I had the opportunity to visit the Social Development Centre Waterloo Region (SDCWR)  in Kitchener, where I was welcomed by the Aleksandra Petrovic Graonic, executive director at SCDWR.  

The Eviction Prevention team works to mediate issues with landlords, educate tenants about their rights as tenants and the responsibilities of landlords, and amplifies the voices and visibility of 2SLGBTQ+ and BIPOC tenants who struggle with secure housing.   

This all-women team consists of three workers, one for each city of the tri-cities and this trio gave me sobering ins.  

Michelle Knight, the Eviction Prevention worker for Cambridge, has lived experiences of dealing with illegal eviction and harassment from landlords.   

“Marginalized renters face living in conditions that are unhealthy and at times unsafe for fear of eviction. Harassment and abuse from landlords has been increasing and tenants have little community support or recourse,” Knight said.    

Residents in underserved neighbourhoods face harassment on a regular basis in this region. With the price of single family homes skyrocketing by over 81 per cent in the last decade, low-income families are left with minimal options, one of which is renting. As the housing market cools, the pressures of the rental market persist.   

Jenaya Nixon, the Eviction Prevention worker covering Waterloo said renting is not affordable in the region.   

“Rents remain unaffordable and inaccessible. Local landlords are making verbal threats of eviction to force tenants out who may not know their rights or have the capacity to self-advocate,” Nixon said. 

Wait times for subsidized housing in Kitchener-Waterloo range from three to seven years, low-income individuals and families often find themselves living in precarious rental arrangements.  

Hollee George, the Evictions Prevention worker for Kitchener, said  there is a lack of safe, accessible and affordable homes in the region.   

Knight emphasized how mentally strenuous it is to live in unsafe conditions, as landlords will purposely not repair major issues such as heat, leaks and safety hazards with hopes of cornering tenants into moving out. 

Similarly, Nixon said moving has a two-fold impact on renters.  

“These folks lost their homes and their connections to their communities,” she said.  

Landlords sometimes deceive tenants about the standard of the dwelling, fail to provide safe and secure housing, neglect necessary maintenance and harass tenants through eviction and renovictions.  

When tenants do agree to allow renovations to take place they are not provided temporary lodging fees, moving fees and are welcomed back with exuberant rent price increases which surpass the ODSP monthly allowance, effectively displacing them.  

The limited housing options for low-income or marginalized populations is a side-effect of gentrification in the city.   

“Gentrification has forced many renovicted KW residents or residents harassed and abused by their past landlords to flee their homes and downgrade to worse units due to rising rent costs or become homeless,” Nixon said.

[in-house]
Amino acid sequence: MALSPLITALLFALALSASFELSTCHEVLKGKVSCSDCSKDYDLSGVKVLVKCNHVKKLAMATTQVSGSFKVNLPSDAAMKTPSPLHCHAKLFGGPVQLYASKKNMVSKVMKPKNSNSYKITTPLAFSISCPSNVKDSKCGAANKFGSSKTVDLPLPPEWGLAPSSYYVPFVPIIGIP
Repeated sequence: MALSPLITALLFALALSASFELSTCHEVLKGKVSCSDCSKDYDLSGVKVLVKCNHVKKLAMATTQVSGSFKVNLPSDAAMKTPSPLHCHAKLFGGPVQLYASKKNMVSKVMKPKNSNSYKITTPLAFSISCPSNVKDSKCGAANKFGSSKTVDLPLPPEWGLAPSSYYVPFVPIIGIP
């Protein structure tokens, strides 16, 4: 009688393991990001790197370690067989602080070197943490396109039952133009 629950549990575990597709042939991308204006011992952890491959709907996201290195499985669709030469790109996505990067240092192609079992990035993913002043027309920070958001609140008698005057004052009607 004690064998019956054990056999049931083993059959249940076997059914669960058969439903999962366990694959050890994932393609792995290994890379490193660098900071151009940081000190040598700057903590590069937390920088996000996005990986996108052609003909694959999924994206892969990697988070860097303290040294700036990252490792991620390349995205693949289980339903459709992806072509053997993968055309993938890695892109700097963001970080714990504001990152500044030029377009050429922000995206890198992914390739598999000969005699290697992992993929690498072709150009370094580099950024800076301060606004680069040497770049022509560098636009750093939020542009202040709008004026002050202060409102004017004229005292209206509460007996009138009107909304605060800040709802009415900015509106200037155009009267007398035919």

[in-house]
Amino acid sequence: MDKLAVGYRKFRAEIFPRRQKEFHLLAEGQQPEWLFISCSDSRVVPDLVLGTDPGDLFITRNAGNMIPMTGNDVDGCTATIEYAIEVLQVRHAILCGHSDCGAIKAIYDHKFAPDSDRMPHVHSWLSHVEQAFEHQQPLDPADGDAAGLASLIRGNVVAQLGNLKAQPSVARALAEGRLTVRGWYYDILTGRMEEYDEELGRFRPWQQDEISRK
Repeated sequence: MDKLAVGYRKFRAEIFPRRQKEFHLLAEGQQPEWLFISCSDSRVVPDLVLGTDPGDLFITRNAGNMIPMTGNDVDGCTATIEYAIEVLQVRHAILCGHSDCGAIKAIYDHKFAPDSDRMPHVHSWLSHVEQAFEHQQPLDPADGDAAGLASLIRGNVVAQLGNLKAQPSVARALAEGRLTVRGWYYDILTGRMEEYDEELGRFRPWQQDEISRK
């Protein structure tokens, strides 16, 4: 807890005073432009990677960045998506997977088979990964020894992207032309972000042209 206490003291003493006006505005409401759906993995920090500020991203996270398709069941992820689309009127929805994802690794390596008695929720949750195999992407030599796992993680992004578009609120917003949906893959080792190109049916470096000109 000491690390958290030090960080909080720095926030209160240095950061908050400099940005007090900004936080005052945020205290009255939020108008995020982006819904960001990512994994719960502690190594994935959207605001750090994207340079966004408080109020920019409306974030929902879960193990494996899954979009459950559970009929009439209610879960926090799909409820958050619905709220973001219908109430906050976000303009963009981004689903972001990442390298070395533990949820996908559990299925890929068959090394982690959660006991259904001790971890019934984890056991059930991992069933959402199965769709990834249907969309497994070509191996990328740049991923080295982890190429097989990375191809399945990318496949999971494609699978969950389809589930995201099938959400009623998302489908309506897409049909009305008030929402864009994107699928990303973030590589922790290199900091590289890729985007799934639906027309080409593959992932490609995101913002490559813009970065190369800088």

Along with abuse from landlords, renters are disadvantaged by the gentrification which has accelerated the loss of affordable housing, while the general supply of housing is often redeveloped and sold off according to Knight.   

The combination of these factors creates a precarious atmosphere where prospective and current tenants frequently report experiencing harassment, racism, classism, homophobia and ableism from their landlords.  

These complaints unfortunately go unheard for extended periods due to the major backlogs in the Landlord and Tenant Board (LTB) as 2,000 evictions are waiting to be processed.  

Wait times for hearings can be two or more years which leaves tenants vulnerable in many cases. 

Fortunately, the team still has been able to make progress since their inception.  

“The movement toward providing safe, accessible and affordable housing in the region is slow and painful but progress is being made nonetheless,” George said.   

With renovictions and evictions increasing in the Region, it is essential that rents are aware of their rights, and understand the responsibilities of landlords. 

Furthermore, George states that there are local services for residents who are in need of assistance such as the SDCWR Eviction Prevention team, Waterloo Region Community Legal Services and, for urban Indigenous residents, the Ahwenehaode Indigenous Justice Program.   

Although the team remains hopeful, they said more government support would be helpful.   

“Any hope for affordable housing and safe and fair living conditions depends on improved municipal, provincial and federal legislation and enforcement,” Nixon said.  

She  said there must be consistent and swift consequences for landlords who violate the rights of tenants, but we as a community can do our part in ensuring that our neighbours are not victims of abuse or neglect from landlords.  

“[We must] stand in solidarity. Engage with politicians, be visible and use your voice. Enough of this ‘not my problem’ attitude in the community,” George said.    

The Eviction Prevention team provides a crucial service throughout the Waterloo Region. Organizations like the SDCWR and their groups such as Eviction Prevention team and the Lived Expertise Working Group play a vital role in helping marginalized folks find the support they need.  

Housing is a human right and, while it is difficult to envision a better future, Nixon challenges us to persevere.  

“I understand it’s exhausting to constantly fight for the rights you should be or are entitled to, but it’s important,” Nixon said.